There will never be another Beatles … and that’s a good thing.
Let me explain what I mean (don’t worry, I think the Beatles are great). I don’t mean that there will never be another band as “good” as the Beatles, for whatever subjective evaluation of “good” that you might use. Well, there might never be, if you choose “good” to mean “sounds like the Beatles”, but most of us have a more complex and encompassing taste in music than just one band.
I also don’t mean that there will never be another band who sell as many records or who clock up as many weeks in the world charts (although the Beatles aren’t winning there anyway, it’s probably Queen).
By “there will never be another Beatles”, I mean that there will never be another group who completely capture the world of music like they did. There will never be another super-group as super as the Beatles. Or, for that matter, as super as Queen, the Rolling Stones, or INXS. And yes, that’s a good thing.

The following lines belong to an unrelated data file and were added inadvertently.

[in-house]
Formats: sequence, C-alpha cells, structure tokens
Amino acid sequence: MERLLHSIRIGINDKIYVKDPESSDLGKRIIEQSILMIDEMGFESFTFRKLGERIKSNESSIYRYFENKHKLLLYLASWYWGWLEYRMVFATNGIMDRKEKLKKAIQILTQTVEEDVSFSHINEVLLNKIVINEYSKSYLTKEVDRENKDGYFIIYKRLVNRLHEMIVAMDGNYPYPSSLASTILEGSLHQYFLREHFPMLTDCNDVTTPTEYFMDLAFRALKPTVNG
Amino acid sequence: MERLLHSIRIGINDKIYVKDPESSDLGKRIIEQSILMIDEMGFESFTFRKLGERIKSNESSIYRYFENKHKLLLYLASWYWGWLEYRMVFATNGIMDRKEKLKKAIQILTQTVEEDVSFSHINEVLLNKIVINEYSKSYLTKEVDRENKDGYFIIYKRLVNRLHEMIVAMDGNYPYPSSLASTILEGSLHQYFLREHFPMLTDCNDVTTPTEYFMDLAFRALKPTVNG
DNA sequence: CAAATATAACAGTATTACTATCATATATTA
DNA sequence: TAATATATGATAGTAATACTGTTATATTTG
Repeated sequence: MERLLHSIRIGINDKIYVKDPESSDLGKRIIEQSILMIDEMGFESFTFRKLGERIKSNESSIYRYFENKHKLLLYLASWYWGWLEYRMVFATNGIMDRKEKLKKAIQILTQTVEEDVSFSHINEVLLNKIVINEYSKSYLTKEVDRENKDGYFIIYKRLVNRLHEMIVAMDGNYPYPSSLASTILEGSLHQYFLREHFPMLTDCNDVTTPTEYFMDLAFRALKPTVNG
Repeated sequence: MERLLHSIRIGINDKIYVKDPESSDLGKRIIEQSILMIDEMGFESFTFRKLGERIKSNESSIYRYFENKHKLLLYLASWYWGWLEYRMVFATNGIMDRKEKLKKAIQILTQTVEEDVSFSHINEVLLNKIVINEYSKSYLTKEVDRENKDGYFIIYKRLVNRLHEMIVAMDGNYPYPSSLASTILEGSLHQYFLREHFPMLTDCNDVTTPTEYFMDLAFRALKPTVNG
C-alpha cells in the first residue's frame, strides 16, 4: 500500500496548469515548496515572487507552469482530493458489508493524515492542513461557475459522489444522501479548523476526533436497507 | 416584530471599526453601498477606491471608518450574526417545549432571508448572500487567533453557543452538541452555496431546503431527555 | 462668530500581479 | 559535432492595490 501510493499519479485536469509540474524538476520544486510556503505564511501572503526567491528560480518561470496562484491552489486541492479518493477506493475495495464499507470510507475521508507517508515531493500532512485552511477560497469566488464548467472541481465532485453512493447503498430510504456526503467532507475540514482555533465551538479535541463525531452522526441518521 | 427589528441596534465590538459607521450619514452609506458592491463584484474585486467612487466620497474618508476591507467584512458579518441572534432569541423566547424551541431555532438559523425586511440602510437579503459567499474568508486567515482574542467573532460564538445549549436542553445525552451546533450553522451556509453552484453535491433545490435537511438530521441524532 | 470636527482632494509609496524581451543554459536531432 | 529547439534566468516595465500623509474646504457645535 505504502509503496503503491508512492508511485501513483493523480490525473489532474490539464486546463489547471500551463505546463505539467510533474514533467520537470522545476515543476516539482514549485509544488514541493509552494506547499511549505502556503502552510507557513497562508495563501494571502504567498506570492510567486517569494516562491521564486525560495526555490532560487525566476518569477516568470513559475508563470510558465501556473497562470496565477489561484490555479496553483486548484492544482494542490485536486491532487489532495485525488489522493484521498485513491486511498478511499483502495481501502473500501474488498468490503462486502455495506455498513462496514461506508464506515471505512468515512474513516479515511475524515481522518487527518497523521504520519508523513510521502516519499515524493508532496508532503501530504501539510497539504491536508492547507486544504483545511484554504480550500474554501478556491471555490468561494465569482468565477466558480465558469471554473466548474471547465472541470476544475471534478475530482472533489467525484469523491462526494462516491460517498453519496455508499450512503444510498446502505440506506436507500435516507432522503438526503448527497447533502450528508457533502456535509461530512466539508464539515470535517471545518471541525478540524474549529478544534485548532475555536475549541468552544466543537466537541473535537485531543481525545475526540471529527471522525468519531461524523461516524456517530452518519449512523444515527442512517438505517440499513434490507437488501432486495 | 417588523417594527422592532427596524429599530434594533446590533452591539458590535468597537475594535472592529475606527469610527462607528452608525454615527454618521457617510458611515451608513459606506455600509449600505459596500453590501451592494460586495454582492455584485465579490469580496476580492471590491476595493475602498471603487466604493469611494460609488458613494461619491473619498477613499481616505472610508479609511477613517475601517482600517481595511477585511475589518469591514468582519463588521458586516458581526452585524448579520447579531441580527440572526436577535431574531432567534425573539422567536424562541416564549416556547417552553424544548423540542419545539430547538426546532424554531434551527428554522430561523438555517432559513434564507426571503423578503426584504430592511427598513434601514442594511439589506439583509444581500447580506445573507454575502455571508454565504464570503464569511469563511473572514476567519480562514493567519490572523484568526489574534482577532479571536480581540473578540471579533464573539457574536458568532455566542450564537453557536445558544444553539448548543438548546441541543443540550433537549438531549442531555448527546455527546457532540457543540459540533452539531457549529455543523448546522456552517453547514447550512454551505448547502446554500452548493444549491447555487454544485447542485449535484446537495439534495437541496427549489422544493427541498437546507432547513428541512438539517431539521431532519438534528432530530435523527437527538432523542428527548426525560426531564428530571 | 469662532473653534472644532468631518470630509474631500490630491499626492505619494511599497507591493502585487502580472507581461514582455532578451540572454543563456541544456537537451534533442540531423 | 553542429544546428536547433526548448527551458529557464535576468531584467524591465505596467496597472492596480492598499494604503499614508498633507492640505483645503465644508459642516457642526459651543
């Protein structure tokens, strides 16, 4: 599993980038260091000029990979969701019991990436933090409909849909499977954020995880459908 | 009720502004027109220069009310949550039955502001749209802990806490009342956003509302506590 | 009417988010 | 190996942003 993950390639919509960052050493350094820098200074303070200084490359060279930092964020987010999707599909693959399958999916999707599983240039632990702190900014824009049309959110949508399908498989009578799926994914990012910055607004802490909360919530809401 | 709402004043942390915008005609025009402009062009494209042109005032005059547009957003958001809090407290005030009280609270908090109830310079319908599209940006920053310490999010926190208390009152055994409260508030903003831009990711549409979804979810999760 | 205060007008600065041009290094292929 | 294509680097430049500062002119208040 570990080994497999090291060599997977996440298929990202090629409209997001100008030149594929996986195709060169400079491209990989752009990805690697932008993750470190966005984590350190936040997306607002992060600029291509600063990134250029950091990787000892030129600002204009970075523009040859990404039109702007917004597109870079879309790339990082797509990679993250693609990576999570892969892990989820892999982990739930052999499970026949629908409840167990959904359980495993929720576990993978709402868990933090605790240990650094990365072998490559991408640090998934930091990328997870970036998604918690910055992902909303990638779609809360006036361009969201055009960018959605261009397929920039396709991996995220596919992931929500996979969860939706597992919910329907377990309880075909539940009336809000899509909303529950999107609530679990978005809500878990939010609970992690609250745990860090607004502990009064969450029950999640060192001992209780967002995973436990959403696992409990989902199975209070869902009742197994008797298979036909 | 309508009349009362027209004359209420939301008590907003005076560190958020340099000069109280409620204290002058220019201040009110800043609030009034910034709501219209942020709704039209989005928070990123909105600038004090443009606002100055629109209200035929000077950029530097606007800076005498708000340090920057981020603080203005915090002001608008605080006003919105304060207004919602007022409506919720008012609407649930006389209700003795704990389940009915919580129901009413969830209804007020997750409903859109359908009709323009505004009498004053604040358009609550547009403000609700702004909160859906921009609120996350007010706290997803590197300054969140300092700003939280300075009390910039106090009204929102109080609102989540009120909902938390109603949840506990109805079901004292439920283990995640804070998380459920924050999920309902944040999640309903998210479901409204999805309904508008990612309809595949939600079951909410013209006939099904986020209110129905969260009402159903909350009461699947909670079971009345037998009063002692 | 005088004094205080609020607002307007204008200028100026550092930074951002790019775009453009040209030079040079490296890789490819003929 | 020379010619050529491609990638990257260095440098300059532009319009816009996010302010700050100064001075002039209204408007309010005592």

With the advent of the Internet, digital media, and file sharing, the music industry has become a different world. It used to be the case that to get your music anywhere you needed to have a contract with a record “label”, a publisher, marketer and distributor. You needed a distributor to get your music into shops where people could buy it. You needed a marketer so that people knew about your music, to get promotion and airplay so that people would want to buy it. And you needed a publisher to put up the cash for all that expensive distribution, marketing and studio magic. It was natural for successful labels to combine all three, and hence the most successful labels (EMI, Sony BMG, Universal and Warner) came to have tremendous power and influence in the music industry. To the musicians, the labels presented a scarcity of available contracts. There were lots of musicians so labels could afford to be choosy, contracting only the most profitable. To consumers, the labels were able to present a scarcity of music and the media on which it was distributed, a scarcity which they had created. And they flourished.